Fortunately, by default, SSL validation is turned on in Apple’s SDK.
Applications using the standard foundation classes for making web queries
will error out when they attempt to fetch data from a site whose SSL
certificate doesn’t check out. For example, the
stringWithContentsOfURL function will return
nil if the remote resource has an
invalid or self-signed certificate. The
NSURLConnection class will return an error under
the same conditions.
But applications using more low-level functions, C or C++ socket functions, or external libraries such as libcurl may need to watch to ensure that their SSL is being validated. Figure 9-8 shows what happens with validation. Without validation, no dialog would be displayed and the data would be transmitted to an insecure host.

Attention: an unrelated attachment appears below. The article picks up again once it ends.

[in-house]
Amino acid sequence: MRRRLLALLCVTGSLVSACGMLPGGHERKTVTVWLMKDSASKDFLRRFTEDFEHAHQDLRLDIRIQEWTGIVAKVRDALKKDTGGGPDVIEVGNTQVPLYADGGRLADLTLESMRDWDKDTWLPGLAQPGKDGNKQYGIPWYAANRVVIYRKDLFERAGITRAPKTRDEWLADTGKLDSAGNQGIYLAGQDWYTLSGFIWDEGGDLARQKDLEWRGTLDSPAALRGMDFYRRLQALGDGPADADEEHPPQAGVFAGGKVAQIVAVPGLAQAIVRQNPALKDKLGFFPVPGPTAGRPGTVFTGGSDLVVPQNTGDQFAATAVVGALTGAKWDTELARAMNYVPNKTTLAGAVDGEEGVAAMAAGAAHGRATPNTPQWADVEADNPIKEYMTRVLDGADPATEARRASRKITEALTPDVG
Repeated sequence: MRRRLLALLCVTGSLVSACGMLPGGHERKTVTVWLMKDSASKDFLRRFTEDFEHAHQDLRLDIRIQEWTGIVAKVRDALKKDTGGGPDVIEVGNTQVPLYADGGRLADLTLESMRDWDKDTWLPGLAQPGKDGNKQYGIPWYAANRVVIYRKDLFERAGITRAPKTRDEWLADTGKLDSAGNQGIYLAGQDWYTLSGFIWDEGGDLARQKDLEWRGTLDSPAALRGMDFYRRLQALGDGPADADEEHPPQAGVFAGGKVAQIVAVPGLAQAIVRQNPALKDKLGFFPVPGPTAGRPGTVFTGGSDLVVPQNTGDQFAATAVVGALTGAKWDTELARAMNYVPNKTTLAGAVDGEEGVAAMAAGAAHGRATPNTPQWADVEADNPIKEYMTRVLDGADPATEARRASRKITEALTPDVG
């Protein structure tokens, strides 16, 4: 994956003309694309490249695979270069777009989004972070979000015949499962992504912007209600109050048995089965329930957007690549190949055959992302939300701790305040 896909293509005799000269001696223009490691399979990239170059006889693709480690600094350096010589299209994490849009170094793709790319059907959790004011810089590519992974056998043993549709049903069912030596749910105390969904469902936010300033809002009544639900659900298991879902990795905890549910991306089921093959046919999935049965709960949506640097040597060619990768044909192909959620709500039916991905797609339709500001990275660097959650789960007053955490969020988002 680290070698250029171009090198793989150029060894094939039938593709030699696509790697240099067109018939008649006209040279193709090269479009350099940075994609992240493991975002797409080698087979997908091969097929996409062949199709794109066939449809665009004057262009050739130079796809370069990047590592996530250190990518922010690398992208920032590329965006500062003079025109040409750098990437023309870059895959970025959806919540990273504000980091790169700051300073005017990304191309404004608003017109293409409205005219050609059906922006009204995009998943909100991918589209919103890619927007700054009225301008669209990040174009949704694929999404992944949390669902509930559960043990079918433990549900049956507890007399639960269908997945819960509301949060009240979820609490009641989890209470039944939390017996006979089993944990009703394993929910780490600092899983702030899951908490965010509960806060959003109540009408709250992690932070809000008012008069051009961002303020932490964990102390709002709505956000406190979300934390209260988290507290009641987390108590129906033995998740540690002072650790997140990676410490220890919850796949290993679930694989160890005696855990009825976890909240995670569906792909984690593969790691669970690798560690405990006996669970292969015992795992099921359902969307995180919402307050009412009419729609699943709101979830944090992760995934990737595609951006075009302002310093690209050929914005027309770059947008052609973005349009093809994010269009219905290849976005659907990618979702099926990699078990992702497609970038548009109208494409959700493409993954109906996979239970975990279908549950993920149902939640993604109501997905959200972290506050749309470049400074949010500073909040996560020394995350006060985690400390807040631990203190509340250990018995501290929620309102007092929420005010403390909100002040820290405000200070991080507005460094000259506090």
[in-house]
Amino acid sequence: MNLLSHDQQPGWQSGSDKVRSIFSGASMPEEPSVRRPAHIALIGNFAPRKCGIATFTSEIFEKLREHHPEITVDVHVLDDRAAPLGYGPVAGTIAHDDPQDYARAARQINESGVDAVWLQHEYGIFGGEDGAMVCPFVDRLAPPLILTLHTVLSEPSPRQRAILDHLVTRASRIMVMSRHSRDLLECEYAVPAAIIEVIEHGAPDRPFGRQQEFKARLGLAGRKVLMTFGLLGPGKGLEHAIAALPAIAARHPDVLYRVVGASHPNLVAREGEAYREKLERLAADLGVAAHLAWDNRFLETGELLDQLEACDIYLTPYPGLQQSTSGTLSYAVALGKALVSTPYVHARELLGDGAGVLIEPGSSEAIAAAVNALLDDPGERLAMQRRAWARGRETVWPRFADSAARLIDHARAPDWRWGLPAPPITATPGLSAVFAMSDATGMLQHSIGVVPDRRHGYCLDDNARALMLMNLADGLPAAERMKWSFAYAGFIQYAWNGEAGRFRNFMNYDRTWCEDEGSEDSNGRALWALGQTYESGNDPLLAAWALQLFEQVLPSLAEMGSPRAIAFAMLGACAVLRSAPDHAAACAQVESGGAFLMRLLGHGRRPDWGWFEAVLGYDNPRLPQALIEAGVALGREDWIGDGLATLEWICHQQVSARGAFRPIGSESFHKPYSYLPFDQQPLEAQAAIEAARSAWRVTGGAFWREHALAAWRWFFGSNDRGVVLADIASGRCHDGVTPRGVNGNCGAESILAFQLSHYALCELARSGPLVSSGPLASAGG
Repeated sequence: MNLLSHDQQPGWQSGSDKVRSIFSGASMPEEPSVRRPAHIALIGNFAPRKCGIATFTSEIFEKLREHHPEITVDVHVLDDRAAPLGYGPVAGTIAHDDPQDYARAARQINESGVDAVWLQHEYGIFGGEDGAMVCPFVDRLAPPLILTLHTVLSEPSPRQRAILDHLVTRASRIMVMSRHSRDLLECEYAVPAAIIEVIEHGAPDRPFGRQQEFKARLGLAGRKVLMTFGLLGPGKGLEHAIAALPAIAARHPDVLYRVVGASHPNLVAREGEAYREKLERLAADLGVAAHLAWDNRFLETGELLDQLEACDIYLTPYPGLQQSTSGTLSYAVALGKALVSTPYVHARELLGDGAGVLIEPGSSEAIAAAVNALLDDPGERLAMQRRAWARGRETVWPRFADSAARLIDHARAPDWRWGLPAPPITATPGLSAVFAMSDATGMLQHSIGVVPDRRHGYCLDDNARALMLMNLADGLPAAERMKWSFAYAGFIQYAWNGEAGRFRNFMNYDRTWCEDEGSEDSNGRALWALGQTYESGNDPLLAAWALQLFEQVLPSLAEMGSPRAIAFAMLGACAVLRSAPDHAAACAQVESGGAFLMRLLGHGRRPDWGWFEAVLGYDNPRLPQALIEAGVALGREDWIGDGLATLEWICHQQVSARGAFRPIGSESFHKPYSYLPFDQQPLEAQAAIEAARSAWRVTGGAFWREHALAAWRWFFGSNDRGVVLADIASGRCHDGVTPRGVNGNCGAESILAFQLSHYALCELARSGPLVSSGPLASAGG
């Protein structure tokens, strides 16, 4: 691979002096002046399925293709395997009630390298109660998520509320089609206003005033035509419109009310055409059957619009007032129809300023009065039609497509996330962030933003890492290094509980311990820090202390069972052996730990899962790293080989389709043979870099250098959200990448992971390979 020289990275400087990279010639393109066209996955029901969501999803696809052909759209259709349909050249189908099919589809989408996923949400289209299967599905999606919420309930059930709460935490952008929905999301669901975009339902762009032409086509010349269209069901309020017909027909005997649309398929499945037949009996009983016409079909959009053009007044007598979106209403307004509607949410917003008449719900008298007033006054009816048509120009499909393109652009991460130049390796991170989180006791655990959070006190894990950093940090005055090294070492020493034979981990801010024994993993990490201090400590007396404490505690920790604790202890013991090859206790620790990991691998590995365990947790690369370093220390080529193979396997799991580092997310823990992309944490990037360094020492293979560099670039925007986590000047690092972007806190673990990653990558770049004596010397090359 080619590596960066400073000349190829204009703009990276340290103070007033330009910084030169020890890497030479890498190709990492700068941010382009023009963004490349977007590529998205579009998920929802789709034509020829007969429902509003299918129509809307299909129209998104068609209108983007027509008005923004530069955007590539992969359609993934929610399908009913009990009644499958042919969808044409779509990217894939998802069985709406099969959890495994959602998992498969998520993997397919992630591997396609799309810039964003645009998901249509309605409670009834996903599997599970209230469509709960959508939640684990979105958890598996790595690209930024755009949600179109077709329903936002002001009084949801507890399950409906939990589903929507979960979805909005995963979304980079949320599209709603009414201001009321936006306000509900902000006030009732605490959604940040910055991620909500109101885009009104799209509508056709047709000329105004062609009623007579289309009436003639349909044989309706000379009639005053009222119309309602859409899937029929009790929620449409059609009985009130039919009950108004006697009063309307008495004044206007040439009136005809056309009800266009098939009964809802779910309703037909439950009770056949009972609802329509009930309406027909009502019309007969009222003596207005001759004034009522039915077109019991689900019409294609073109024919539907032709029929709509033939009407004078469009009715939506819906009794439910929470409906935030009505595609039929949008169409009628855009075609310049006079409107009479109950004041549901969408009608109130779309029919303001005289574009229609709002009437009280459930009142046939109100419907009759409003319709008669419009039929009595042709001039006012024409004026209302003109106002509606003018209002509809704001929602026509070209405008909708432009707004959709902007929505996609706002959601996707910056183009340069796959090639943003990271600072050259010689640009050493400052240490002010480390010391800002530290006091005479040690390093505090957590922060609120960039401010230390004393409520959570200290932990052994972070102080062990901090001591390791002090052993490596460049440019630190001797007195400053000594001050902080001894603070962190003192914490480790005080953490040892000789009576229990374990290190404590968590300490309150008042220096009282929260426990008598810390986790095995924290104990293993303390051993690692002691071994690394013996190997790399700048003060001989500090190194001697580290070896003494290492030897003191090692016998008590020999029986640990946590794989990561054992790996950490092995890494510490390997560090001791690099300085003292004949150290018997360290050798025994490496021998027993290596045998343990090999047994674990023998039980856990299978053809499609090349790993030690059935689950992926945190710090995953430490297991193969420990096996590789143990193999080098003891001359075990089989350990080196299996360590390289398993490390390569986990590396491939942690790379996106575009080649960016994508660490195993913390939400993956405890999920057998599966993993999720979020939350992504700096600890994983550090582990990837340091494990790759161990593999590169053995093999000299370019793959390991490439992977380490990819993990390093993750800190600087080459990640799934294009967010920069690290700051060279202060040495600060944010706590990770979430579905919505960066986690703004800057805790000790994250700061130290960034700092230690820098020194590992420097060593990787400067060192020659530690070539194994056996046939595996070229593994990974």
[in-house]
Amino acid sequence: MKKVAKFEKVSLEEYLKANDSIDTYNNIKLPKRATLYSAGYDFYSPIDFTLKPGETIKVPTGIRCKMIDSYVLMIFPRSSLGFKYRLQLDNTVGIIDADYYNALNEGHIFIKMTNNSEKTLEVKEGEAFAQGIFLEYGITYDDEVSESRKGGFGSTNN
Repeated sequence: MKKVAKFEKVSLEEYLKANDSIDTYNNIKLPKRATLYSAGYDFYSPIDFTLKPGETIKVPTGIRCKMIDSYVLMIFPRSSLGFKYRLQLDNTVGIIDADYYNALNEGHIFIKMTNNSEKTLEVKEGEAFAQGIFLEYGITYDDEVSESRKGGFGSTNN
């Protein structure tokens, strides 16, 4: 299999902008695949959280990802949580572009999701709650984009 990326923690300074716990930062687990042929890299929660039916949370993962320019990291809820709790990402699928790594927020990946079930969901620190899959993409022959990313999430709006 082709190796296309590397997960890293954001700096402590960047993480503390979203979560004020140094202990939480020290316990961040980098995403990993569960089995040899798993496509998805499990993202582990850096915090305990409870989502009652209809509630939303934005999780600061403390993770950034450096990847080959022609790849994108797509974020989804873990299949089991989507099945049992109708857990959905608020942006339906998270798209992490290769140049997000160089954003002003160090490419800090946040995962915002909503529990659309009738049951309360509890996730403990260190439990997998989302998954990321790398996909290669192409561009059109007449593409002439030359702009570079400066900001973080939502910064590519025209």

Figure 9-8. PayPal’s mobile application doing what it’s supposed to do when the connection can’t be trusted.
Developers can write applications to specifically disable SSL
validation in order to work with websites having self-signed
certificates. Unfortunately, this also undermines the entire integrity
of SSL validation, as an attacker can also use the same code to infect
applications. The following two methods can be added to any
NSURLConnection delegate class to disable all
SSL validation for the connections that notify that class.
- (void) connection:(NSURLConnection ...